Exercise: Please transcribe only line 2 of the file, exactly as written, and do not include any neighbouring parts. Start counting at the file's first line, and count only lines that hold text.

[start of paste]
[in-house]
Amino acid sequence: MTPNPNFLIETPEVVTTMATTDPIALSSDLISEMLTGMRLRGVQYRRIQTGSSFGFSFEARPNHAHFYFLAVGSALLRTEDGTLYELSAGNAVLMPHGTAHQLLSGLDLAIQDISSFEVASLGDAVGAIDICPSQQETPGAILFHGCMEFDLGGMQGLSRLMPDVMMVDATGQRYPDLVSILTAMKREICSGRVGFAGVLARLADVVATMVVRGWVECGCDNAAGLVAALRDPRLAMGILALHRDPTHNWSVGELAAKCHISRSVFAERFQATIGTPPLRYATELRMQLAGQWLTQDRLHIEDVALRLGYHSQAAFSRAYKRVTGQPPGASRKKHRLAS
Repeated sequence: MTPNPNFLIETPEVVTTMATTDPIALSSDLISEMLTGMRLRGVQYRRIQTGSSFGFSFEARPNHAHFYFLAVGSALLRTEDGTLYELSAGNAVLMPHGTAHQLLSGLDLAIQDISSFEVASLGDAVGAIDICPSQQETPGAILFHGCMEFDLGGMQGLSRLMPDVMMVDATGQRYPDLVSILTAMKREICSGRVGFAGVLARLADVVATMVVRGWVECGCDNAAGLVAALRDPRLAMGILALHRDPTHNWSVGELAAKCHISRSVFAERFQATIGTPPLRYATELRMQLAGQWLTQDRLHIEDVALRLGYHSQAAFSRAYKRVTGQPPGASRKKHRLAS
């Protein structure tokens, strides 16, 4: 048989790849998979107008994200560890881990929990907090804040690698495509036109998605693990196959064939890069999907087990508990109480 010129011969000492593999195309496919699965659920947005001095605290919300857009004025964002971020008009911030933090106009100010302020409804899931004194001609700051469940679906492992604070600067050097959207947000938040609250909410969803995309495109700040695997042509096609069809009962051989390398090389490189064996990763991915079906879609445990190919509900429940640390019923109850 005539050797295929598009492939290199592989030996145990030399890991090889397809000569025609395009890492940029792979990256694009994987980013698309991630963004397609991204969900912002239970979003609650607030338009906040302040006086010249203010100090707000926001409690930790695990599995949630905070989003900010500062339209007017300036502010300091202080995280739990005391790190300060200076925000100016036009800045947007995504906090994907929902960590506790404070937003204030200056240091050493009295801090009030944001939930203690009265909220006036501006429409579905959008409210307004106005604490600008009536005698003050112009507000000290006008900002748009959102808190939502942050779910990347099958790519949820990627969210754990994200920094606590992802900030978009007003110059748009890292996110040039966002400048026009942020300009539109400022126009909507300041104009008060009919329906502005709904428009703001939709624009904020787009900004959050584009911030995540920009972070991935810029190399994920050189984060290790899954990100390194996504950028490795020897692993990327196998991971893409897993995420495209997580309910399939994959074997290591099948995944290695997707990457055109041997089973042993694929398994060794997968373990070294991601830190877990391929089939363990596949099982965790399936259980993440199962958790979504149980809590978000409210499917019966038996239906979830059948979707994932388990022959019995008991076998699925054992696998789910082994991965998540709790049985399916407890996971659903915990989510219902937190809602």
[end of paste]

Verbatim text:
Amino acid sequence: MTPNPNFLIETPEVVTTMATTDPIALSSDLISEMLTGMRLRGVQYRRIQTGSSFGFSFEARPNHAHFYFLAVGSALLRTEDGTLYELSAGNAVLMPHGTAHQLLSGLDLAIQDISSFEVASLGDAVGAIDICPSQQETPGAILFHGCMEFDLGGMQGLSRLMPDVMMVDATGQRYPDLVSILTAMKREICSGRVGFAGVLARLADVVATMVVRGWVECGCDNAAGLVAALRDPRLAMGILALHRDPTHNWSVGELAAKCHISRSVFAERFQATIGTPPLRYATELRMQLAGQWLTQDRLHIEDVALRLGYHSQAAFSRAYKRVTGQPPGASRKKHRLAS